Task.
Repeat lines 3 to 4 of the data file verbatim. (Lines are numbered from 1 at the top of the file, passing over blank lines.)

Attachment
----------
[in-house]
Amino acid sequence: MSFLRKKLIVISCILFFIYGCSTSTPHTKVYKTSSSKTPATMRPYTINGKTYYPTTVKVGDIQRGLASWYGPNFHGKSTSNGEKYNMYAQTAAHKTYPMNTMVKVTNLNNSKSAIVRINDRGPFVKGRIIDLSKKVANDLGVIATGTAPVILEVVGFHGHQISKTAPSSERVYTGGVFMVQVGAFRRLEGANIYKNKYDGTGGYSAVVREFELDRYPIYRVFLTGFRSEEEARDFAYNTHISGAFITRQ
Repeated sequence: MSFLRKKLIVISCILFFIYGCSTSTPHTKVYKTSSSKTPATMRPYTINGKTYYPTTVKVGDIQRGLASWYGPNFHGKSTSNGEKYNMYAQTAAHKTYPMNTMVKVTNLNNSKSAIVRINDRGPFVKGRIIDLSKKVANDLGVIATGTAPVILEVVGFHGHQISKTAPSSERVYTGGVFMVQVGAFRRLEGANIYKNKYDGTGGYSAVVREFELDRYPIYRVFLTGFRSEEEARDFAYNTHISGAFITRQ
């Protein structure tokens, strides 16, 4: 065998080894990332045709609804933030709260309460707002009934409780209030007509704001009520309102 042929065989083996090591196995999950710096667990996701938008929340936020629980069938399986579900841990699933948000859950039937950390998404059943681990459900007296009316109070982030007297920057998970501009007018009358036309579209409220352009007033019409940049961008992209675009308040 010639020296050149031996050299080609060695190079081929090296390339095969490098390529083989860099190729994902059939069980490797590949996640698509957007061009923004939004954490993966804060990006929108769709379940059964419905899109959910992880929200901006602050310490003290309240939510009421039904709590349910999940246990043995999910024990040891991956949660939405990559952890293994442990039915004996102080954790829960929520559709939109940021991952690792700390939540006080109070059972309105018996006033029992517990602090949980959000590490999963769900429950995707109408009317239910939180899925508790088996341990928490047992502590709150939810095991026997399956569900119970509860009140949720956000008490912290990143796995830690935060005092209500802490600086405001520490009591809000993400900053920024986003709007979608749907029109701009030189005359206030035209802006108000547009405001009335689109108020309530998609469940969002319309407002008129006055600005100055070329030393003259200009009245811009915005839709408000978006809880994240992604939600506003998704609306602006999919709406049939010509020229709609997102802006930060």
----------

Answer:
Repeated sequence: MSFLRKKLIVISCILFFIYGCSTSTPHTKVYKTSSSKTPATMRPYTINGKTYYPTTVKVGDIQRGLASWYGPNFHGKSTSNGEKYNMYAQTAAHKTYPMNTMVKVTNLNNSKSAIVRINDRGPFVKGRIIDLSKKVANDLGVIATGTAPVILEVVGFHGHQISKTAPSSERVYTGGVFMVQVGAFRRLEGANIYKNKYDGTGGYSAVVREFELDRYPIYRVFLTGFRSEEEARDFAYNTHISGAFITRQ
């Protein structure tokens, strides 16, 4: 065998080894990332045709609804933030709260309460707002009934409780209030007509704001009520309102 042929065989083996090591196995999950710096667990996701938008929340936020629980069938399986579900841990699933948000859950039937950390998404059943681990459900007296009316109070982030007297920057998970501009007018009358036309579209409220352009007033019409940049961008992209675009308040 010639020296050149031996050299080609060695190079081929090296390339095969490098390529083989860099190729994902059939069980490797590949996640698509957007061009923004939004954490993966804060990006929108769709379940059964419905899109959910992880929200901006602050310490003290309240939510009421039904709590349910999940246990043995999910024990040891991956949660939405990559952890293994442990039915004996102080954790829960929520559709939109940021991952690792700390939540006080109070059972309105018996006033029992517990602090949980959000590490999963769900429950995707109408009317239910939180899925508790088996341990928490047992502590709150939810095991026997399956569900119970509860009140949720956000008490912290990143796995830690935060005092209500802490600086405001520490009591809000993400900053920024986003709007979608749907029109701009030189005359206030035209802006108000547009405001009335689109108020309530998609469940969002319309407002008129006055600005100055070329030393003259200009009245811009915005839709408000978006809880994240992604939600506003998704609306602006999919709406049939010509020229709609997102802006930060």